Rilke’s Ammersee flirtation

Wikimedia_Commons

The “Künstlerhaus Gasteiger” in Holzhausen, near Utting. This is not the villa Rilke wanted to rent (that house may have burned down in the 1960s). Image from Wikimedia Commons.

Between 1914 and 1916, Rainer Maria Rilke was involved romantically with the (married) painter Lou Albert-Lasard. In 1915 he found himself somewhat stranded in Munich, waiting to learn whether he would be drafted into the Austrian Army. While there he was consoled by another married Lou, his former lover and life-long good friend Lou Andreas-Salomé (who had a number of other admirers during her lifetime, including Nietzsche and Sigmund Freud). Andreas-Salomé helped him look for a country home to rent on the western shore of the Ammersee. The lake’s western shore and more specifically Holzhausen have long been popular with artists.

Andreas-Salomé: “Yesterday after a bit of an odyssey I rode with Rainer to Holzhausen on the Ammersee so that he could see a small villa owned by Professor Erler. A beautiful, tranquil lakeside park, a charmingly furnished little house seemed to us the clear choice. He’s only uncertain because he would have to commit for the summer months. I think the solitude in nature will do him immense good.”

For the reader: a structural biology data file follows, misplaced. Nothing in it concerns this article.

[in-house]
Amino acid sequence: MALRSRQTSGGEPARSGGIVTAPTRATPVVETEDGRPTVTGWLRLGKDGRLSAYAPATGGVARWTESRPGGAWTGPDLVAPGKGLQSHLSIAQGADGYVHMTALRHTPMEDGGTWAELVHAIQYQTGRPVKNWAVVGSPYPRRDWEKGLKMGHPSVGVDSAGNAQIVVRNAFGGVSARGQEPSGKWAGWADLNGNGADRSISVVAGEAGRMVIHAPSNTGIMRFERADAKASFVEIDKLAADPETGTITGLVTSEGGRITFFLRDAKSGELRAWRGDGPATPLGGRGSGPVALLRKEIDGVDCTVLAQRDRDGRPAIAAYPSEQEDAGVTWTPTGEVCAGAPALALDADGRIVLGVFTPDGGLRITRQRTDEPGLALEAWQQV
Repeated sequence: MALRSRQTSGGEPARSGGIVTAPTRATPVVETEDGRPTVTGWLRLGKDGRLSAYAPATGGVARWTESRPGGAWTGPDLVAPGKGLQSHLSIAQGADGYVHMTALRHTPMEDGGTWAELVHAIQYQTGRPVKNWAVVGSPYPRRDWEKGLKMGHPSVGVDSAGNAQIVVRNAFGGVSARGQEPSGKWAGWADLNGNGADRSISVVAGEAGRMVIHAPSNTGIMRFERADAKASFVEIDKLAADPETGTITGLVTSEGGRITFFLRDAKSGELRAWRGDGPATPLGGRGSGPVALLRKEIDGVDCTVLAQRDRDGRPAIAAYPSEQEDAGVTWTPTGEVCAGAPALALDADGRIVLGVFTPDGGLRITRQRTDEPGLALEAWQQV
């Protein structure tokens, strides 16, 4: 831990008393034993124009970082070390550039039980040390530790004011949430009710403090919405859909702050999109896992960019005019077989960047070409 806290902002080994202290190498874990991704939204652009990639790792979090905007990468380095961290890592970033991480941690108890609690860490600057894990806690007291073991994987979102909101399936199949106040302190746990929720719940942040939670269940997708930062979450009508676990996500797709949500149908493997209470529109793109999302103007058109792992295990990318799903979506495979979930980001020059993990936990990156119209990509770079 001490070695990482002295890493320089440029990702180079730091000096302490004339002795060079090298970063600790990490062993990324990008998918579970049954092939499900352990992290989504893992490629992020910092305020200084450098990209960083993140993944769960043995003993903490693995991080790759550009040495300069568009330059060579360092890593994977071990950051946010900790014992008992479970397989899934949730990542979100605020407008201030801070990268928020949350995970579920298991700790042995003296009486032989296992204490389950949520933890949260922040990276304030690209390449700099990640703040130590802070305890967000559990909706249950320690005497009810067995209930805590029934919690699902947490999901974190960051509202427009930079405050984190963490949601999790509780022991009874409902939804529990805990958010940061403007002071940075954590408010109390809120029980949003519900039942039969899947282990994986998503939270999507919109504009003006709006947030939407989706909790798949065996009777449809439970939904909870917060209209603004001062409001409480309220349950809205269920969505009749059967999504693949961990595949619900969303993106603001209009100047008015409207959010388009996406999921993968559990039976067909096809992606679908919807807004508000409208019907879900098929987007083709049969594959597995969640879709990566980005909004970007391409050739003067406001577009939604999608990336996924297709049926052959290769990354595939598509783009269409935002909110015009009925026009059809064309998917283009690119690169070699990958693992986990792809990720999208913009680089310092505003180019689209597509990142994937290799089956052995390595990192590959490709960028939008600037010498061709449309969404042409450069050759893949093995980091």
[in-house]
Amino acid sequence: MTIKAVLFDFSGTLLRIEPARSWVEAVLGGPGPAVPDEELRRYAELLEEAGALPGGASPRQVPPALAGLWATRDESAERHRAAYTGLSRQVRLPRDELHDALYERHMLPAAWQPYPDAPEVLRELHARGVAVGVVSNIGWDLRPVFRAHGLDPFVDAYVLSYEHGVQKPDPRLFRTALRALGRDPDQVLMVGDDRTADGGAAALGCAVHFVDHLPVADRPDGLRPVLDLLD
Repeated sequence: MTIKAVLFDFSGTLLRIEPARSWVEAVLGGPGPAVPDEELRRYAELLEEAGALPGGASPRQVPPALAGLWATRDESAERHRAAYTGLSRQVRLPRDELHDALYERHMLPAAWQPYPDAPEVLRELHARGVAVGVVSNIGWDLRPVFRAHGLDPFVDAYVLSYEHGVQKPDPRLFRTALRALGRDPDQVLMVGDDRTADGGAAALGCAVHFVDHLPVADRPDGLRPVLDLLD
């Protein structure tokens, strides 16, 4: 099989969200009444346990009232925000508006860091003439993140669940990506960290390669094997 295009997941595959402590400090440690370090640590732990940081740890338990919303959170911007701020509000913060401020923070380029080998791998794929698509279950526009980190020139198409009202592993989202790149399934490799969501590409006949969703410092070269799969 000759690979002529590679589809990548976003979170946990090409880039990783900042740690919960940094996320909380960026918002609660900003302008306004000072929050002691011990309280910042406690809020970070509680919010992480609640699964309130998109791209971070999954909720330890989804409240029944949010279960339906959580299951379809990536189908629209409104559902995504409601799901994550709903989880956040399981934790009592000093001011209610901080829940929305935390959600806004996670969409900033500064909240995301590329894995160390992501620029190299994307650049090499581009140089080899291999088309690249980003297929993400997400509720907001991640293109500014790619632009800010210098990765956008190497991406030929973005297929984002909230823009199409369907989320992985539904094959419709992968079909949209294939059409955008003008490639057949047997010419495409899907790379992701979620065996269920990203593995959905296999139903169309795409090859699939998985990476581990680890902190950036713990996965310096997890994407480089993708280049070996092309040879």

Ammersee_Kurier

Image from the Ammersee Kurier

Rilke: “…it is likely that next week I will move into a very small house on the Ammersee, with a housekeeper (whom I am still looking for) and my books. So that I won’t have to speak nor hear and, in a way, be faceless. … the city has become quite unbearable to me”.

“The little house has been taken away from me (when I had just decided this morning), since the Erlers now want to rent out their other, larger villa, not the small one down on the lake!”

“The Erlers”, one assumes, were the brothers Fritz and Erich Erler, both artists, or one of them with spouse. I can’t say which one might have been the professor to whom Andreas-Salomé refers.

Gemeinde_Utting

Image from Municipality of Utting website

Quotes from “Mich gelüstet’s nach Idylle” by Karen Eva Noetzel (in German).

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